Improve Worker Well-Being in Spite of Work-Life Conflicts with Mindfulness
By John M. de Castro, Ph.D.
“For many busy professionals, the phrase “work-life balance” can seem like an oxymoron. In today’s world of multi-tasking and 24/7 connectivity, work can seem omnipresent and overwhelming. How can you possibly maintain your competitive edge at work while also nurturing a healthy personal life? . . . Mindfulness can bring us back into balance by acting as a bridge between work and life.” – Dorsey Standish
Work is very important for our health and well-being. We spend approximately 25% of our adult lives at work. Indeed, the work environment has even become an important part of our social lives, with friendships and leisure time activities often attached to the people we work with. But work-related stress is epidemic in the western workplace. Almost two thirds of workers reporting high levels of stress at work. This stress can result in impaired health and can result in burnout; producing fatigue, cynicism, and professional inefficacy. To help overcome unhappiness, stress, and burnout, mindfulness practices have been implemented in the workplace. These mindfulness practices have been shown to markedly reduce the physiological and psychological responses to stress.
One of the stresses produced by the modern work environments results from work conflicting with the rest of the workers’ lives harming their well-being and mental health. But there is little understanding regarding how these conflicts affect the worker and what practices might help to mitigate the effects of work-life conflicts. Mindfulness helps to prevent the harmful effects of conflicts. So, it may help to blunt the effects of work-life conflict on the individual’s well-being.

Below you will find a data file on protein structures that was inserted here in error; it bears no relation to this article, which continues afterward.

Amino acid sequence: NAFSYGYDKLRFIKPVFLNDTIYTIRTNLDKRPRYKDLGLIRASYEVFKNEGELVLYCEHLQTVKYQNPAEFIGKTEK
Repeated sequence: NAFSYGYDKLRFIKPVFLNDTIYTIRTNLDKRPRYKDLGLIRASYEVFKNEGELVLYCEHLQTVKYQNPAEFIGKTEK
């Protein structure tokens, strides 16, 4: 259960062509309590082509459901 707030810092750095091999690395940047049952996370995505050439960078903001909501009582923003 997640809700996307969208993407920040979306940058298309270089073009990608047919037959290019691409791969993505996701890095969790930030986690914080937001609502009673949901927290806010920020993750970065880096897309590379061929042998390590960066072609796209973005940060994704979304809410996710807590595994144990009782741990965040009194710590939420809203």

In today’s Research News article “When Work Conflicts With Personal Projects: The Association of Work-Life Conflict With Worker Wellbeing and the Mediating Role of Mindfulness.” (See summary below or view the full text of the study at: https://www.frontiersin.org/articles/10.3389/fpsyg.2021.539582/full?utm_source=F-AAE&utm_medium=EMLF&utm_campaign=MRK_1771688_a0P58000000G0YfEAK_Psycho_20211111_arts_A ) Pacheco and colleagues recruited adult workers and had them complete a questionnaire measuring mindfulness, positive mental health, well-being in the workplace, personality, and work-life conflict, including time-based conflict and strain-based conflict..
They report that the higher the levels of mindfulness the higher the levels of positive mental health and well-being in the workplace and the lower the levels of time-based conflict and strain-based conflict. They also found that the higher the levels of both time-based conflict and strain-based conflict the lower the levels of positive mental health and well-being in the workplace.
Using linear structural modelling to assess the interrelationships between the variables they found that both time-based conflict and strain-based conflict were associated with lower well-being in the workplace directly and also indirectly by being associated with lower mindfulness which was associated with lower well-being in the workplace. They also found that both time-based conflict and strain-based conflict were associated with lower positive mental health only indirectly by being associated with lower mindfulness which was associated with lower positive mental health.